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Still no projected end date for current U.S. economy recession

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The U.S. economy is growing at its fastest rate since the early 1980s while household bank accounts are bulging with cash doled out by the federal government to blunt the impact of the coronavirus pandemic.

Over 900,000 jobs were added in March and a Reuters poll of economists expects just under one million more for April, although some forecasters expect double that gain.

Is the United States still in recession?

Common sense and a lot of data say no, but the Business Cycle Dating Committee, a panel organized by the National Bureau of Economic Research that acts as the official arbiter of U.S. recessions, has not yet pinned down an end date for the contraction it said started after February 2020, around the onset of the pandemic.

The “crash” may in fact have only lasted a few weeks, with an equally dramatic upturn quickly taking root.

Indeed, it could turn out to be the country’s only one-month recession, and will almost certainly be one of the briefest. The shortest one, based on records dating back to the mid-1800s, was a six-month downturn in early 1980, though that was followed quickly by another.

“My guess is that the NBER dating committee will conclude that it ended in April or May,” of 2020, said David Wessel, director of the Hutchins Center on Fiscal and Monetary Policy at the Washington-based Brookings Institution. The committee “wisely, didn’t rush to that conclusion because no one knew if the virus and the recession would come back.”

“I definitely think it’s over,” said Josh Bivens, research director at the Economic Policy Institute, a Washington-based think tank that focuses on labor issues. Even with the existing gap in employment of about 8.5 million jobs missing from before the pandemic, the committee “might even date its end in June or July of last year.”

“The real open question is when we move from ‘recovery’ – getting back to pre-recession levels – and move into ‘expansion’.”

U.S. fortunes stand in contrast to those of Europe, which saw output decline 0.6% in the first quarter of 2021.

Data released last week showed the U.S. economy grew at a 6.4% annualized rate in the first three months of this year and was almost back to the level of output reached at the end of 2019 on an inflation-adjusted basis. That’s helping sustain a global recovery along with the rebound in China, which registered first-quarter growth of more than 18%, a figure inflated because it is compared to the sharp downturn of the year before, but still strong.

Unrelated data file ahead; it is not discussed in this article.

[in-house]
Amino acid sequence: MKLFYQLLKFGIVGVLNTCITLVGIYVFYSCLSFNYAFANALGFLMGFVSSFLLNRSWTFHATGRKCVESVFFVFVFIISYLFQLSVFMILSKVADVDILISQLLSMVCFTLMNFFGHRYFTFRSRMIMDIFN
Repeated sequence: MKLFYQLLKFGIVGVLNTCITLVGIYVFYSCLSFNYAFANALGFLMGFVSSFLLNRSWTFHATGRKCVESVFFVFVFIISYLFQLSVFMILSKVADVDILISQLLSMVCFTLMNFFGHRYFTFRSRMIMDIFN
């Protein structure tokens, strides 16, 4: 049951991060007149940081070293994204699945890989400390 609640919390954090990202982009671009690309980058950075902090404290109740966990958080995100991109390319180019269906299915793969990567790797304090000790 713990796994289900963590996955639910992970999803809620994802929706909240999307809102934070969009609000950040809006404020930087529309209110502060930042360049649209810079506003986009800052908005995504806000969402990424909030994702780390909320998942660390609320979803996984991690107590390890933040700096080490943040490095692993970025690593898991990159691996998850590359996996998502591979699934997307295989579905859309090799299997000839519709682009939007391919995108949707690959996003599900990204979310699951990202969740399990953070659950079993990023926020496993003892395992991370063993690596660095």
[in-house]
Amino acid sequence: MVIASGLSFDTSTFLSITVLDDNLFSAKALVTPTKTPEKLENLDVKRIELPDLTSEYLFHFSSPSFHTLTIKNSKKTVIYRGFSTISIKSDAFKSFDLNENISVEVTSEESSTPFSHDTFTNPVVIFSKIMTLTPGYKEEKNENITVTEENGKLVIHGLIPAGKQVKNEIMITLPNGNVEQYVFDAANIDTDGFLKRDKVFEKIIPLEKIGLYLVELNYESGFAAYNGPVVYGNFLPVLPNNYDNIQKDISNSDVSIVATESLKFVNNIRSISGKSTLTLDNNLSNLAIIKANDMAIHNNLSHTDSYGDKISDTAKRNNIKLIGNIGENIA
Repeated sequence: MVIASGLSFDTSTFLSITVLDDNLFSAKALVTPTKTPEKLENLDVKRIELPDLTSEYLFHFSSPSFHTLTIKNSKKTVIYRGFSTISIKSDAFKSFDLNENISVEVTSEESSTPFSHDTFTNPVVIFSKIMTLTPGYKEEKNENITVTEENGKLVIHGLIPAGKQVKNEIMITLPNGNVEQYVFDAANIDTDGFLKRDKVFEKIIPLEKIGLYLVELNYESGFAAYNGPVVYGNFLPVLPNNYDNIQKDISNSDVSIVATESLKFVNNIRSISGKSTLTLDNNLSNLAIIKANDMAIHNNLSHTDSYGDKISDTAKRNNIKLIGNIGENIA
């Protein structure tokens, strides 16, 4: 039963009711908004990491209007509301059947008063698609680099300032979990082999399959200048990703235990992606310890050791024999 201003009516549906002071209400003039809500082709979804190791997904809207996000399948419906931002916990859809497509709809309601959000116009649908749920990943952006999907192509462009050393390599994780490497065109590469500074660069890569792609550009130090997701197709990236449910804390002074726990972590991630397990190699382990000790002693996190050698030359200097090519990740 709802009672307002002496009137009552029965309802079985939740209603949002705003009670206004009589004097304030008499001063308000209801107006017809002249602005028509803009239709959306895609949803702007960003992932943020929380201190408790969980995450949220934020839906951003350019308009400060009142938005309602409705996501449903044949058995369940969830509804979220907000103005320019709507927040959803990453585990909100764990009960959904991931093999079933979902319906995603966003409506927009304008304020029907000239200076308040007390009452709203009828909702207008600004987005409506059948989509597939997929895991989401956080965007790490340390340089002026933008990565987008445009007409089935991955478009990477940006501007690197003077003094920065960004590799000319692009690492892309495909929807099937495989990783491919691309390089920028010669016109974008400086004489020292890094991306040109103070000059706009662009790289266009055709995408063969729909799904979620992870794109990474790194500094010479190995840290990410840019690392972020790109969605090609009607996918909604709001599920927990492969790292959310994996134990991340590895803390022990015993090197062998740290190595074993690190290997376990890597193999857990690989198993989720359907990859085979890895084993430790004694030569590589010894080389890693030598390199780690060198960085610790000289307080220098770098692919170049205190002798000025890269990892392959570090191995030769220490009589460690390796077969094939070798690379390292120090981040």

The U.S. labor market, however, still has a ways to go. The headline jobs gap is large, but the shortfall is also concentrated in the leisure and hospitality industries that may be the slowest to recover given restrictions on some activities like sports events, and the reluctance of some people to mingle too closely.

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The NBER panel is cautious. It does not hold regularly scheduled meetings, and likes to let data accumulate “so that the existence of a peak or trough is not in doubt,” the committee states in a description of its methods. In the three prior U.S. recessions since the early 1990s, it declared an end date at least 16 months after the fact, which in this case may point to a decision sometime this summer.

Members of the eight-person committee either would not comment about their thinking or did not respond to emailed questions.

The old rule of thumb, that a recession involves six months – or two successive quarters – where economic output shrinks, isn’t really used any more: By that criteria, there would not have even been a recession this time.

Rather the committee says a recession “involves a significant decline in economic activity that is spread across the economy and lasts more than a few months,” with the criteria all interchangeable. Something that is really bad, like the coronavirus-triggered crash last year, doesn’t need to last so long to be a recession.

In deciding when it ended, the committee looks not just at quarterly GDP growth, but at things like the job market and personal income outside of government transfers. On both those fronts there are arguably question marks. Along with the jobs hole, the stunning growth in personal income recently has been largely the result of government relief payments.

Tara Sinclair, senior fellow at hiring site Indeed, sees room for debate.

“If we only looked at the economic data, then the trough of this recession was in April 2020,” she said. “However, the economy is still fully dependent on the virus. It makes sense that the NBER wants to be completely assured that we will not see another dip before calling it. And when they do call it, it is important to remember that they are not saying that the good times are here again. They are saying it stopped getting worse.”

(Reporting by Howard Schneider; Editing by Dan Burns and Paul Simao)

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SourceReuters

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